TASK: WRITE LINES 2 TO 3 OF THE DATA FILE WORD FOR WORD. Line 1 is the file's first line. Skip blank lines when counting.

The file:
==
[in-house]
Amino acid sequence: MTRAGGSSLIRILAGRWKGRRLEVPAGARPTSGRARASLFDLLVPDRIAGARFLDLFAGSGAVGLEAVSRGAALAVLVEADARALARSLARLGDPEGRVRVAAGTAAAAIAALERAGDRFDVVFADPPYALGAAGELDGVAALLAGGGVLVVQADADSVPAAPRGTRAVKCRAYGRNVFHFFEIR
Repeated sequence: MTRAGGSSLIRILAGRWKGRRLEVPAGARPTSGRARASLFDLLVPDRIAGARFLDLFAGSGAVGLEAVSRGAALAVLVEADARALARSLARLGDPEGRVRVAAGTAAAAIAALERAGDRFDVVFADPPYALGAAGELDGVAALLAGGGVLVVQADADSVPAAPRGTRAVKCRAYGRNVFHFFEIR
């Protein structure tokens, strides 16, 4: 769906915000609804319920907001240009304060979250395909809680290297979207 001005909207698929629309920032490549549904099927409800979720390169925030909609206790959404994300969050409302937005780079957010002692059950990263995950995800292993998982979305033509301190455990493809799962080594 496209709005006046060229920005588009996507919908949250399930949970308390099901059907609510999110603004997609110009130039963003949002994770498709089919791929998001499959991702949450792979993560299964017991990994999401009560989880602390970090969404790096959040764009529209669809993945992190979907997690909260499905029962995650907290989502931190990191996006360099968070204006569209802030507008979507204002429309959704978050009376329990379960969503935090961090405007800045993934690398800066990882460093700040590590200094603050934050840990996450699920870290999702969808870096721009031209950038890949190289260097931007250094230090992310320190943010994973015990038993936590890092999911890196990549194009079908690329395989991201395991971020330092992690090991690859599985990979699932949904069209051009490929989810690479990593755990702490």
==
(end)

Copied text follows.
Amino acid sequence: MTRAGGSSLIRILAGRWKGRRLEVPAGARPTSGRARASLFDLLVPDRIAGARFLDLFAGSGAVGLEAVSRGAALAVLVEADARALARSLARLGDPEGRVRVAAGTAAAAIAALERAGDRFDVVFADPPYALGAAGELDGVAALLAGGGVLVVQADADSVPAAPRGTRAVKCRAYGRNVFHFFEIR
Repeated sequence: MTRAGGSSLIRILAGRWKGRRLEVPAGARPTSGRARASLFDLLVPDRIAGARFLDLFAGSGAVGLEAVSRGAALAVLVEADARALARSLARLGDPEGRVRVAAGTAAAAIAALERAGDRFDVVFADPPYALGAAGELDGVAALLAGGGVLVVQADADSVPAAPRGTRAVKCRAYGRNVFHFFEIR